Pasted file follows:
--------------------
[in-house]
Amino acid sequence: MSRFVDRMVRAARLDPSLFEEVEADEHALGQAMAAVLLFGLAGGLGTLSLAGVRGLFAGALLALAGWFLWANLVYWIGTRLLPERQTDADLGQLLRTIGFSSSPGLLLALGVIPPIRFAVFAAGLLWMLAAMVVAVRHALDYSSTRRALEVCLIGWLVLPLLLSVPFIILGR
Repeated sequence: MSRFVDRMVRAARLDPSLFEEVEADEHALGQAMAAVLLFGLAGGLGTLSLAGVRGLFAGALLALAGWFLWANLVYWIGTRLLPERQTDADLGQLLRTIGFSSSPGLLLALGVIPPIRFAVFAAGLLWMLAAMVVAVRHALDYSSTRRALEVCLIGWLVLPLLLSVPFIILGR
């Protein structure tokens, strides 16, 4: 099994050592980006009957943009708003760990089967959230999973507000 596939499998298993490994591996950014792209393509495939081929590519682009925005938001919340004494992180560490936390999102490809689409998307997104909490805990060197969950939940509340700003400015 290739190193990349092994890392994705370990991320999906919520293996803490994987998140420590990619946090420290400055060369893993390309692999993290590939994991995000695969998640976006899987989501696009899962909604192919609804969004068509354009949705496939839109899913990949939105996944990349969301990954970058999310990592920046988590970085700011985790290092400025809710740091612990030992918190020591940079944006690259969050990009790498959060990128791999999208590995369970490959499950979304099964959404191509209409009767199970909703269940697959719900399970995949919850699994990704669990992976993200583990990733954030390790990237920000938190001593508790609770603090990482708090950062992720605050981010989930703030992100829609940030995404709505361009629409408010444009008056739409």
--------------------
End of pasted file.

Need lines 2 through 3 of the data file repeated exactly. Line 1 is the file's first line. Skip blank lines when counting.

Amino acid sequence: MSRFVDRMVRAARLDPSLFEEVEADEHALGQAMAAVLLFGLAGGLGTLSLAGVRGLFAGALLALAGWFLWANLVYWIGTRLLPERQTDADLGQLLRTIGFSSSPGLLLALGVIPPIRFAVFAAGLLWMLAAMVVAVRHALDYSSTRRALEVCLIGWLVLPLLLSVPFIILGR
Repeated sequence: MSRFVDRMVRAARLDPSLFEEVEADEHALGQAMAAVLLFGLAGGLGTLSLAGVRGLFAGALLALAGWFLWANLVYWIGTRLLPERQTDADLGQLLRTIGFSSSPGLLLALGVIPPIRFAVFAAGLLWMLAAMVVAVRHALDYSSTRRALEVCLIGWLVLPLLLSVPFIILGR